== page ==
May conflict with religious ideologies. Tampons conflict with some religion’s belief in zero “penetration” before marriage (the insertion of tampons into the vagina may be seen as vaginal penetration)


Menstrual Cups or “Diva” Cups: Menstrual cups are cylindrical “cups” made usually from silicone or rubber. They are meant to sit comfortably within the vaginal opening and collect menstrual shedding. Very popular in Japan, menstrual cups are just recently starting to become a favorite of many around the world. Noted for their reusability and surprising comfort, menstrual cups require the user to both insert and remove the cup and empty its contents.


Pros of Menstrual Cups

Cons of Menstrual Cups

Reusable (to an extent) Recommended use differs per cup but the average cup should probably be used only twice.

Many women may have difficulties or be uncomfortable with insertion. Cups are a new experience. Just like inserting a tampon for the first time, this will take some getting used to. However, similar to tampon insertion, some women never become comfortable and/or don’t prefer these products.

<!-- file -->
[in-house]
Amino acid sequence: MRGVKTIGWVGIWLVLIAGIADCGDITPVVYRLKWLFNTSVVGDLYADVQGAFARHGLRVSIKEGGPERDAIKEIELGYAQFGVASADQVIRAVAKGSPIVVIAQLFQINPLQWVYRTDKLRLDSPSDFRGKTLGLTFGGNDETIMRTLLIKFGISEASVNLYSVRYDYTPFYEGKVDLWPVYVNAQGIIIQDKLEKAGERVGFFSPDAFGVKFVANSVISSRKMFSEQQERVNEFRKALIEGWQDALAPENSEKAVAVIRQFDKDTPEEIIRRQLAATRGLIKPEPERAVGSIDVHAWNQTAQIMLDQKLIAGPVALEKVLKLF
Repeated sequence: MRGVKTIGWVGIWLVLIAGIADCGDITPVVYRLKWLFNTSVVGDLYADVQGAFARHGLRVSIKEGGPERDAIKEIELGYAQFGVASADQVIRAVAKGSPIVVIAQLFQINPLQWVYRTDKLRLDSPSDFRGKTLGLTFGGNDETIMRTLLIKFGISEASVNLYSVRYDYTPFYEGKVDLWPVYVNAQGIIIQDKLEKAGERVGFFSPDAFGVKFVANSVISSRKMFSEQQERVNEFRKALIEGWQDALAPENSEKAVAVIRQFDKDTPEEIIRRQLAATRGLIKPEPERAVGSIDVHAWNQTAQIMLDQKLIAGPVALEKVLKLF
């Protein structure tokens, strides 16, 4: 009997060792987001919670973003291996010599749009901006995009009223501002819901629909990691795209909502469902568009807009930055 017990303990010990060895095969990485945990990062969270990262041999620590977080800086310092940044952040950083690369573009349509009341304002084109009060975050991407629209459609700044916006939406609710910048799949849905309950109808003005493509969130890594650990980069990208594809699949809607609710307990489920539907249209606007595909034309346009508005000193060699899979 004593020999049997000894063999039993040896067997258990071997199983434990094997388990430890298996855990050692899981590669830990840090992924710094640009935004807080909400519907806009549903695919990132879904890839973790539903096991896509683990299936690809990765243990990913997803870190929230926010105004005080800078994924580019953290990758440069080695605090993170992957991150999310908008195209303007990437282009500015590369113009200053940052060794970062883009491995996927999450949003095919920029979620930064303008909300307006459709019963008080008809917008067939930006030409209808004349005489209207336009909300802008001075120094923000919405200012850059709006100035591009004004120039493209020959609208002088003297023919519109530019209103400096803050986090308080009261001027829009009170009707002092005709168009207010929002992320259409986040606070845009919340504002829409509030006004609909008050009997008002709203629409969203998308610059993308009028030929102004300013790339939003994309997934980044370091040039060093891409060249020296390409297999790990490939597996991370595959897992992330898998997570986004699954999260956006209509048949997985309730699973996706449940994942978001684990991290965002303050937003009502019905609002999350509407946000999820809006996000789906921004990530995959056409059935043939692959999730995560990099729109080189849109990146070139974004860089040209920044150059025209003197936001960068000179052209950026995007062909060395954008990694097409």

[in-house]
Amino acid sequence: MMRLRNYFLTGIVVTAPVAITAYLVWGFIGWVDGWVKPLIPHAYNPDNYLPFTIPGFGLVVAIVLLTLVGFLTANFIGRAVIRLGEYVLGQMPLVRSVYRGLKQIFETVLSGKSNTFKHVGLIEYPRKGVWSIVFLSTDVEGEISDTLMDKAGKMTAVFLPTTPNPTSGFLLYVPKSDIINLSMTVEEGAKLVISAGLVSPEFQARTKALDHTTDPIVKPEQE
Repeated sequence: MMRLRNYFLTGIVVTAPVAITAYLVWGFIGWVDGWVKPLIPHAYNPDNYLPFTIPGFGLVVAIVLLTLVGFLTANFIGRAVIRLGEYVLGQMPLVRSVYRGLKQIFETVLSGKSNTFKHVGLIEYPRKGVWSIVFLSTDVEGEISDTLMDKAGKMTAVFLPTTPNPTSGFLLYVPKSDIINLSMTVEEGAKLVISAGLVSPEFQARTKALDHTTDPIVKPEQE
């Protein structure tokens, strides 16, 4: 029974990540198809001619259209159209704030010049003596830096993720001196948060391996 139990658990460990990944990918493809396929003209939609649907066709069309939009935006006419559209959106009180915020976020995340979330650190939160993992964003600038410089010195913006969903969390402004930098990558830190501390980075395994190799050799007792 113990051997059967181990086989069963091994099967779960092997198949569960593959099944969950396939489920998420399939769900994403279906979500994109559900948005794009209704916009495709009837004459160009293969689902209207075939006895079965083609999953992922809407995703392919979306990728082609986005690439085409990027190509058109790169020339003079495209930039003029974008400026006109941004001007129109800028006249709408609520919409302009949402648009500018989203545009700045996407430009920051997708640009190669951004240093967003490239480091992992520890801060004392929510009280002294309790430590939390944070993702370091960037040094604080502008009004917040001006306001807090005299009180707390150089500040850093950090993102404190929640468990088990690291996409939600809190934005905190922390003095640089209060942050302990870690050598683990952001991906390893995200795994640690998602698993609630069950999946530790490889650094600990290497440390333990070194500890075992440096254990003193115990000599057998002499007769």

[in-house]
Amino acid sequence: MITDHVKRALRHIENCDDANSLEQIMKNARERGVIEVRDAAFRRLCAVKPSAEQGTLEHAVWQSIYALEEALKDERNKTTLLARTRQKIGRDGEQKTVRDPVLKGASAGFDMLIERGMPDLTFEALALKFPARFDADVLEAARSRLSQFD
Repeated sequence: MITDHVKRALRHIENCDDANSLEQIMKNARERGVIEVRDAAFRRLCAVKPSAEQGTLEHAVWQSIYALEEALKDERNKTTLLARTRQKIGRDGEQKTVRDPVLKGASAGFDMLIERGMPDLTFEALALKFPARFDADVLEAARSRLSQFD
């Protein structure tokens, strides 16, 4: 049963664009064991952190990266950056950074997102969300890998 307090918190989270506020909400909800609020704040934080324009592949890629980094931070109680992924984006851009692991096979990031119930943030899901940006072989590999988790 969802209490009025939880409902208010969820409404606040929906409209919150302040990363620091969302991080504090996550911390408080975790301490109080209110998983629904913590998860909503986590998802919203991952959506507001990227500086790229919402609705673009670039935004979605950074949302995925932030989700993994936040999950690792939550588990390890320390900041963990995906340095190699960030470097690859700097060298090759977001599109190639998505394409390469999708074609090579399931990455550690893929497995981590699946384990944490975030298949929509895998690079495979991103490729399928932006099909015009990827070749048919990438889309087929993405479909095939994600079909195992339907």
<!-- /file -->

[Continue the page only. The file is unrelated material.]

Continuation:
Comfortable and Cheap

May cause discomfort during removal

Healthy and Moderately Natural. Cups are tailored to women’s natural menstrual flow and thus can help to simulate natural menstruation.

Not suitable for women with smaller or tighter vaginas; may cause discomfort during insertion and/or removal.



Pill: Birth Control pills vary widely, but conventional birth control pills are the most common. These included a pack which contains either 21 days of active pills and seven days of inactive (during which menstruation occurs) or 24 days of active pills and four days of inactive (during which menstruation occurs). Birth control pills often offer women a better chance at predicting their cycle and, for most women, helps to reduce the duration and intensity of their menstrual flow. Most women who utilize birth control for PMS related reasons experience a mass decline in flow, cramps, and other irritating factors. If you or your partner decide to take birth control oral contraceptives, it is important to fully understand the type of birth control you are using and the effects that birth control will have on your body. Some types of birth control can lead to weight gain and/or can alter your hormone balance, which may affect you differently than others. For these reasons, it is important to always speak with your doctor about the birth control that is best for you.